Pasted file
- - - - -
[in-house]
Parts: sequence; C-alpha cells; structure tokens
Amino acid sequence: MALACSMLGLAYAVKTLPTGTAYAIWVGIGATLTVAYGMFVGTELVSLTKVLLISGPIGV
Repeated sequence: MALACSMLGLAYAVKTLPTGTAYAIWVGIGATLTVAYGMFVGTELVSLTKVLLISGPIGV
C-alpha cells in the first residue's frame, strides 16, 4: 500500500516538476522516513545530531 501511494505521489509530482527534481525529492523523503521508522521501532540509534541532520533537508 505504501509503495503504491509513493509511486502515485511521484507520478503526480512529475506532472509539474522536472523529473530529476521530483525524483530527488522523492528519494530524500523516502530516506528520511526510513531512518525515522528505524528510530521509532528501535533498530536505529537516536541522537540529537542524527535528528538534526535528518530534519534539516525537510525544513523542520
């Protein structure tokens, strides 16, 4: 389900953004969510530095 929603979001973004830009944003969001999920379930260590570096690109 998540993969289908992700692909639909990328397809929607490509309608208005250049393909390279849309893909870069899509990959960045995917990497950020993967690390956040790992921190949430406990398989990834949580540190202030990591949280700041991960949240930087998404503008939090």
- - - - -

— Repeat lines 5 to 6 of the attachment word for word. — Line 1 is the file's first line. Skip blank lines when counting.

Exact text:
C-alpha cells in the first residue's frame, strides 16, 4: 500500500516538476522516513545530531 501511494505521489509530482527534481525529492523523503521508522521501532540509534541532520533537508 505504501509503495503504491509513493509511486502515485511521484507520478503526480512529475506532472509539474522536472523529473530529476521530483525524483530527488522523492528519494530524500523516502530516506528520511526510513531512518525515522528505524528510530521509532528501535533498530536505529537516536541522537540529537542524527535528528538534526535528518530534519534539516525537510525544513523542520
């Protein structure tokens, strides 16, 4: 389900953004969510530095 929603979001973004830009944003969001999920379930260590570096690109 998540993969289908992700692909639909990328397809929607490509309608208005250049393909390279849309893909870069899509990959960045995917990497950020993967690390956040790992921190949430406990398989990834949580540190202030990591949280700041991960949240930087998404503008939090």